Mortgage applications stuck despite sliding rates
Mortgage applications barely moved last week, even as a run on the U.S. bond market pushed interest rates down.
A weekly measure from the Mortgage Bankers Association showed total applications up by just 0.4 percent from the previous week, seasonally adjusted. Applications to refinance rose 3 percent, and applications to purchase a home fell 4 percent.
Mortgage rates began their slide as investors, concerned about trouble in emerging markets, dumped out of the stock market and fled to the relative safety of the bond market.
The yield on the 10-year Treasury fell to its lowest level since November. Mortgage rates follow the 10-year as well as yields on agency mortgage-backed securities.
The MBA's survey had the average rate on the 30-year fixed conforming loan falling from 4.52 percent to 4.47 percent last week, the lowest since November, but more recent readings from Mortgage News Daily had rates hitting 4.34 percent on Friday and 4.28 percent on Monday.
"Burnout. A 4.4% rate is not enough incentive to motivate people to refinance. The most rate sensitive borrowers have rates below 4%," said Michael Fratantoni, chief economist at the Mortgage Bankers Association. "Folks above that level have already passed on rates better than today's levels, indicating that something else is preventing them from refinancing, likely lack of equity or lack of income."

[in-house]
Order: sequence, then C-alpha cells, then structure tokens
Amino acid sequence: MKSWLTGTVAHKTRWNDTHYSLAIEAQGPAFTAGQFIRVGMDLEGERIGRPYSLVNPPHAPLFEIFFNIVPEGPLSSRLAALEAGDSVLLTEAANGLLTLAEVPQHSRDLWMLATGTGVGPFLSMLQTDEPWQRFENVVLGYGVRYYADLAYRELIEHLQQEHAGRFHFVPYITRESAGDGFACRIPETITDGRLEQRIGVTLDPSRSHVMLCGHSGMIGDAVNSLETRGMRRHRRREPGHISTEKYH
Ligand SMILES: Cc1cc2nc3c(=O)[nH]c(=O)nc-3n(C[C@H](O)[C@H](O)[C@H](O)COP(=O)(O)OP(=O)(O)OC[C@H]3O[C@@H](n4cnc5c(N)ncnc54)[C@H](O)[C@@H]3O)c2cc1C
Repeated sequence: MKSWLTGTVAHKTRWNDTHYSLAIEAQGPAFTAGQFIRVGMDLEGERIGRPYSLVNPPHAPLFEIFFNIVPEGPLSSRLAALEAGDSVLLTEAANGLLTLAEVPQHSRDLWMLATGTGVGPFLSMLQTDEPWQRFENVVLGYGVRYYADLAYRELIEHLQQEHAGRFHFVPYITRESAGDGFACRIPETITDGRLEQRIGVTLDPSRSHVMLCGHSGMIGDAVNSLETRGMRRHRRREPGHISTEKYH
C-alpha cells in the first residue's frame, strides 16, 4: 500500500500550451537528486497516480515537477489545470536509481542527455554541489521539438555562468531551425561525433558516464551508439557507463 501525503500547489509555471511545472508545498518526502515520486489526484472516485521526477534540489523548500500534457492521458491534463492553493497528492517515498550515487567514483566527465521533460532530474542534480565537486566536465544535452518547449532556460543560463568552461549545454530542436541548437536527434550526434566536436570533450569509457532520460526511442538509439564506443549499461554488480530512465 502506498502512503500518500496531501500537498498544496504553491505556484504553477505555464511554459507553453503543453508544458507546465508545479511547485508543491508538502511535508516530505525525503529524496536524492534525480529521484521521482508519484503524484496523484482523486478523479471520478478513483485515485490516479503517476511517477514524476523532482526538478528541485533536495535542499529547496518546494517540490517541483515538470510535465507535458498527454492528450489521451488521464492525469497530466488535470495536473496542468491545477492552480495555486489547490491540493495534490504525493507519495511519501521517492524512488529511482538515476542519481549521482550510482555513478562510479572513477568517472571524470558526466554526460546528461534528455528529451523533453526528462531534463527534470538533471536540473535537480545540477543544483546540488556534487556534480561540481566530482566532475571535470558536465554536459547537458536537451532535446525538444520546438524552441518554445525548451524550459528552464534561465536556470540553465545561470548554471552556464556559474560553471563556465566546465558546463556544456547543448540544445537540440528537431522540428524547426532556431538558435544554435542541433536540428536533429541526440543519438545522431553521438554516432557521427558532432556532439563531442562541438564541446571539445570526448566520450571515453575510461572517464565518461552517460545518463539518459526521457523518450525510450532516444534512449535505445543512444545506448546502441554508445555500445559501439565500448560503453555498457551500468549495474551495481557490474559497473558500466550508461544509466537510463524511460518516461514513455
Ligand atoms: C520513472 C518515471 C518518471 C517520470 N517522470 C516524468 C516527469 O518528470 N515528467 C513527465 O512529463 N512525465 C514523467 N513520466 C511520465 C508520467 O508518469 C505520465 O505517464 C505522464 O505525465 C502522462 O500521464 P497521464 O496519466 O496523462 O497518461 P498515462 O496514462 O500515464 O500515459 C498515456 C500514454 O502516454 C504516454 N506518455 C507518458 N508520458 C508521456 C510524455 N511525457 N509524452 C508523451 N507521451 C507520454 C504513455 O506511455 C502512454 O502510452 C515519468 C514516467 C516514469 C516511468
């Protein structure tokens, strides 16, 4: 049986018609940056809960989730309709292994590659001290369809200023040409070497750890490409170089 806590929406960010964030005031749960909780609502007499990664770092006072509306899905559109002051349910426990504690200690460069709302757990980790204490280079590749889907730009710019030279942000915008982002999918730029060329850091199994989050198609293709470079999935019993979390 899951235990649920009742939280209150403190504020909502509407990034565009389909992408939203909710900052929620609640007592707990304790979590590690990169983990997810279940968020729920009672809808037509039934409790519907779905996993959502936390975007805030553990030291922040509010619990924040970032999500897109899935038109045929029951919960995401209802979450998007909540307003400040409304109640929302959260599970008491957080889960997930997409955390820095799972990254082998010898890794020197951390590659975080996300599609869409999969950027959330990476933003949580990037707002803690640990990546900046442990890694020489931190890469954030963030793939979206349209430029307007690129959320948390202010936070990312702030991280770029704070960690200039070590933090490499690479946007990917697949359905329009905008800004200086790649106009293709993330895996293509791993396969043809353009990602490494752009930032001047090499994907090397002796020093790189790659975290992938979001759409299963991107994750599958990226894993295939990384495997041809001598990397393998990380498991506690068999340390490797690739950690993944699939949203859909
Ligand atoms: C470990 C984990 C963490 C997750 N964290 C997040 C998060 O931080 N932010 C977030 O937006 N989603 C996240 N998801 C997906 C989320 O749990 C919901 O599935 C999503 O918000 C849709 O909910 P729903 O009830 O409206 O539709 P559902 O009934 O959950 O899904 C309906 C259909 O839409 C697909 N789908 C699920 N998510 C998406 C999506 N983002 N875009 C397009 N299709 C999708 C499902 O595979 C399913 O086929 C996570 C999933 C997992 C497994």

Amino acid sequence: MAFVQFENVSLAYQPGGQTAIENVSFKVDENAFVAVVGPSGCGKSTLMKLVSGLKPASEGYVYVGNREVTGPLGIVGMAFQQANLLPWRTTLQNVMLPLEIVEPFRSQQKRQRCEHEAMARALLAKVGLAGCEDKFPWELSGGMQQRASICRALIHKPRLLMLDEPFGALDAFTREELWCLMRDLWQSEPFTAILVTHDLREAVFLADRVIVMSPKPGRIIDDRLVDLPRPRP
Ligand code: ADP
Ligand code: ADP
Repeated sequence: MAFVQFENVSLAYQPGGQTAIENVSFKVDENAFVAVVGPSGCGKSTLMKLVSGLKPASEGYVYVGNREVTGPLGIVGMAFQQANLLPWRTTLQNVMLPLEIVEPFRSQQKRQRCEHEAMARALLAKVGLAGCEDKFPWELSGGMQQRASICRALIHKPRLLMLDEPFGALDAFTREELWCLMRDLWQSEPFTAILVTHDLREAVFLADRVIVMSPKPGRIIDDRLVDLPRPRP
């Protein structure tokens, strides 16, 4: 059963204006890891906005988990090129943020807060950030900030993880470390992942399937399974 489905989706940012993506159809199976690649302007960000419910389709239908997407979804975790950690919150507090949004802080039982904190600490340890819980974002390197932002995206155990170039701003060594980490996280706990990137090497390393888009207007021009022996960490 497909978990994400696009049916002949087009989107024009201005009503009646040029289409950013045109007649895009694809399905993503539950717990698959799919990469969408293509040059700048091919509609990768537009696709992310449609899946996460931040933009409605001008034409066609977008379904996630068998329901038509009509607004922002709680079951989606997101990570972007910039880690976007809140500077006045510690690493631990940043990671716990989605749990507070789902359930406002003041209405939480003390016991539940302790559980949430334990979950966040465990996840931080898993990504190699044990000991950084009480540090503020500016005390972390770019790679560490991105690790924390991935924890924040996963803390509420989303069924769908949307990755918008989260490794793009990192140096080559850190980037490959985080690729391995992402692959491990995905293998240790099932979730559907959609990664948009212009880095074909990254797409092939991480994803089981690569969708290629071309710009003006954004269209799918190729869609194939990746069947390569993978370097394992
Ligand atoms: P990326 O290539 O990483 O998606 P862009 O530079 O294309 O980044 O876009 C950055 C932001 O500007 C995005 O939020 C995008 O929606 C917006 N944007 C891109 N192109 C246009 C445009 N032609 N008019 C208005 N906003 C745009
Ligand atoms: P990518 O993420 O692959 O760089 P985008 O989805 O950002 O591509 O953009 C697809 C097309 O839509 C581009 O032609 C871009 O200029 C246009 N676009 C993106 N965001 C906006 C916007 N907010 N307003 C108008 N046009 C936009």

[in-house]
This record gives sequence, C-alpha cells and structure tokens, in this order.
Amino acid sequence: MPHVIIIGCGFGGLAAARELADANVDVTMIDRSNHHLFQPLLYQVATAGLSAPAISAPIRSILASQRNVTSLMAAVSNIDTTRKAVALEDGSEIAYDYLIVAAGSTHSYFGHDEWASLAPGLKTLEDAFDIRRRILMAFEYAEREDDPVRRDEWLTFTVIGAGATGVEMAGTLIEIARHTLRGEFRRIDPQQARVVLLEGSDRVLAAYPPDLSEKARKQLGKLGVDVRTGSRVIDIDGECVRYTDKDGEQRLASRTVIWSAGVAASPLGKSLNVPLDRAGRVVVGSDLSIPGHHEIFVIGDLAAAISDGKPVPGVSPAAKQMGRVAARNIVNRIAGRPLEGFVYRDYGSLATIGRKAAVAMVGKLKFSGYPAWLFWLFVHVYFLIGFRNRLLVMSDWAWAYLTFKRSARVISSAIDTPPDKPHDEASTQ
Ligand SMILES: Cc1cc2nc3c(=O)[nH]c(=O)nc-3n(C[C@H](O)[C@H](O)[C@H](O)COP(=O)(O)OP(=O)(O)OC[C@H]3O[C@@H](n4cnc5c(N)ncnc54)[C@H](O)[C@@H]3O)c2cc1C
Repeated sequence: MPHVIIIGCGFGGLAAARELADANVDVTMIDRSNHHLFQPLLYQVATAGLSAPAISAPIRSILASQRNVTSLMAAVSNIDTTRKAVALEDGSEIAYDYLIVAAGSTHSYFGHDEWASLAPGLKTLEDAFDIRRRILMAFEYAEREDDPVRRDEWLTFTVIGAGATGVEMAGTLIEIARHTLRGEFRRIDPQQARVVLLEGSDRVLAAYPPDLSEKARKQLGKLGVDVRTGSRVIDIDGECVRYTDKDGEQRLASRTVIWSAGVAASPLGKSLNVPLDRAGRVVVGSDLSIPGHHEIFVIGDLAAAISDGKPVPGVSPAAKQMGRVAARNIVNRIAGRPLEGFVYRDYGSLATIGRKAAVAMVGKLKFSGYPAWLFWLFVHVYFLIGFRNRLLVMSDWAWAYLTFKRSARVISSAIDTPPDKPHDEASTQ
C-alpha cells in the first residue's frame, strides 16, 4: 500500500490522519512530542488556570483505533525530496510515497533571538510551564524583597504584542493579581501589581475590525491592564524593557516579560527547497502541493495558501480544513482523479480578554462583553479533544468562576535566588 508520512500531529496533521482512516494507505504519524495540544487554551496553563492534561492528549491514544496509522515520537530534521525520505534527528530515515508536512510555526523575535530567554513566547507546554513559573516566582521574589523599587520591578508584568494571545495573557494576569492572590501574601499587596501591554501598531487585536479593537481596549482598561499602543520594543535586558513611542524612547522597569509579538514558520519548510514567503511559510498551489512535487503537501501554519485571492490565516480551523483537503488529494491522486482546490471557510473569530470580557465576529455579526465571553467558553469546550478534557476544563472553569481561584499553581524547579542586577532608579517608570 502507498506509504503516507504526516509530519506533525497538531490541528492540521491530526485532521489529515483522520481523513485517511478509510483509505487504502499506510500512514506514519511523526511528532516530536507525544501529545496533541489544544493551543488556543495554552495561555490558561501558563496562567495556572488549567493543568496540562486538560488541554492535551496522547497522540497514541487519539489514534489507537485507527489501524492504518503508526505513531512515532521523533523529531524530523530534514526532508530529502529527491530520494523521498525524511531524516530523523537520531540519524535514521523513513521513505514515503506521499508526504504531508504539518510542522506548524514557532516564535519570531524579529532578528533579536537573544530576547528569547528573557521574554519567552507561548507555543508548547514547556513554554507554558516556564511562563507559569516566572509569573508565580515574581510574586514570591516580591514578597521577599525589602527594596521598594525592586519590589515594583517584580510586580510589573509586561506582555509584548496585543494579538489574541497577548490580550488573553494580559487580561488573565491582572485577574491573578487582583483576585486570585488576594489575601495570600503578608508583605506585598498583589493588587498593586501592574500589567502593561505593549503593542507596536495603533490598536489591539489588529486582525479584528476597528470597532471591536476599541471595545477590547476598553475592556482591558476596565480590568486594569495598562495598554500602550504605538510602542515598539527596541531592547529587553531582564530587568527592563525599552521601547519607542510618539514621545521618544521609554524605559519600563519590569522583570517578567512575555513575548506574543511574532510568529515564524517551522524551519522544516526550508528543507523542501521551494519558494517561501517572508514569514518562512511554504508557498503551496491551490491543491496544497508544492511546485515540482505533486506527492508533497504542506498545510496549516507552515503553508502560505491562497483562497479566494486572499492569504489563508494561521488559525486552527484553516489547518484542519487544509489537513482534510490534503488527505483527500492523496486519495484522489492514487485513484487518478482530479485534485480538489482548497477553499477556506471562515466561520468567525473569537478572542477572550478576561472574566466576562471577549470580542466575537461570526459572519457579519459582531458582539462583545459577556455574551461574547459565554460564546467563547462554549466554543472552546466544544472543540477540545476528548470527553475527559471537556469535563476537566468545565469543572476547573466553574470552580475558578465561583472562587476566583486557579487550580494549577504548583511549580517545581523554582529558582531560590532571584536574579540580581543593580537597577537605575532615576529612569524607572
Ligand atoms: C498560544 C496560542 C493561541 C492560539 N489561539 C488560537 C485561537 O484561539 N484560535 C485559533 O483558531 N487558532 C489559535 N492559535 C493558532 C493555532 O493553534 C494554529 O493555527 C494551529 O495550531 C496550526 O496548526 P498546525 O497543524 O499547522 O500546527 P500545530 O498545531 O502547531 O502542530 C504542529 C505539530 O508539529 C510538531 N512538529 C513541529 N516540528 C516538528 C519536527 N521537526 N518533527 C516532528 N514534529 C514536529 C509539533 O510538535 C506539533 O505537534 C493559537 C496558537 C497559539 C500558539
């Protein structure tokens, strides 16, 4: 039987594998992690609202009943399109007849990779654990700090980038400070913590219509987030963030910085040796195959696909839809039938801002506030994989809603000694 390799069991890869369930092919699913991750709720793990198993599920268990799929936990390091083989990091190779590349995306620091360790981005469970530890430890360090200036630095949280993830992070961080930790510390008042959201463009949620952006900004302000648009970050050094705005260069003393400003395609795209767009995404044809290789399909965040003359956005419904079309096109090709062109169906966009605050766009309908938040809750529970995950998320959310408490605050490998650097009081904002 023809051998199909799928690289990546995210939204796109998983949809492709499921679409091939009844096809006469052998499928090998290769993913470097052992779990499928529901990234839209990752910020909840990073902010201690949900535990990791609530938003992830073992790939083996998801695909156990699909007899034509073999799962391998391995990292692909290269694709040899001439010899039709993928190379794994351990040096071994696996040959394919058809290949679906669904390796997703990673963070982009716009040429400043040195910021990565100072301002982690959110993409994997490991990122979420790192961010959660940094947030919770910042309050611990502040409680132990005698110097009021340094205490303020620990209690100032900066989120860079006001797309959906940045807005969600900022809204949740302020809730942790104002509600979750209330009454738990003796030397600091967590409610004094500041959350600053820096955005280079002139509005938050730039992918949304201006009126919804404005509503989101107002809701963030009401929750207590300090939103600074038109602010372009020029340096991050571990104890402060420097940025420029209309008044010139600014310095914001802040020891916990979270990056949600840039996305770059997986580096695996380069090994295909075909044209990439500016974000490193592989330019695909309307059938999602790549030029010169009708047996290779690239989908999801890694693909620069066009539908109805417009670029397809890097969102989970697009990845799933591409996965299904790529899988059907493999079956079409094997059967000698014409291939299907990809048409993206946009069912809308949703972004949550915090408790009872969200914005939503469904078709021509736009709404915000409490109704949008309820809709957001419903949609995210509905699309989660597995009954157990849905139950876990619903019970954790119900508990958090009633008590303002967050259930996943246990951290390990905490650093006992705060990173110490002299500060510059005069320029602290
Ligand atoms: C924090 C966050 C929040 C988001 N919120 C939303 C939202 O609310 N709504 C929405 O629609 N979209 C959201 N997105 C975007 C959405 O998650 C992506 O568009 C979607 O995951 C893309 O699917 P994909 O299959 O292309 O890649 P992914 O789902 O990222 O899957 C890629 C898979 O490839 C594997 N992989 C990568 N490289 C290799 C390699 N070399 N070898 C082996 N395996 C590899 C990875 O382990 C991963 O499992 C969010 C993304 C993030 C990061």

Purchase applications are now down 17 percent from a year ago. This latest drop in demand, despite lower rates, would seem to confirm a slowdown in home buying overall. Closed sales of existing homes fell in December, as did signed contracts, indicating weak buyer demand heading into spring.
While a sharp rise in interest rates last summer threw a wet blanket on home sales, rates have since stabilized, and sales had started to return in the fall.
The trouble now is a lack of consumer confidence in the overall economy, still tight credit conditions and fast rising home prices. Job and income growth are just not keeping pace, not even close.
Mortgage refinance applications are now down nearly 63 percent from a year ago, when the average rate on the 30-year fixed hovered around 3.5 percent.
The refinance boom, largely in the first half of last year, will save U.S. borrowers $21 billion this year in monthly payments, according to new data from Freddie Mac. That is $21 billion in potential spending power.
With rates higher now, however, and far fewer borrowers able to benefit from a refinance, future savings will be far less.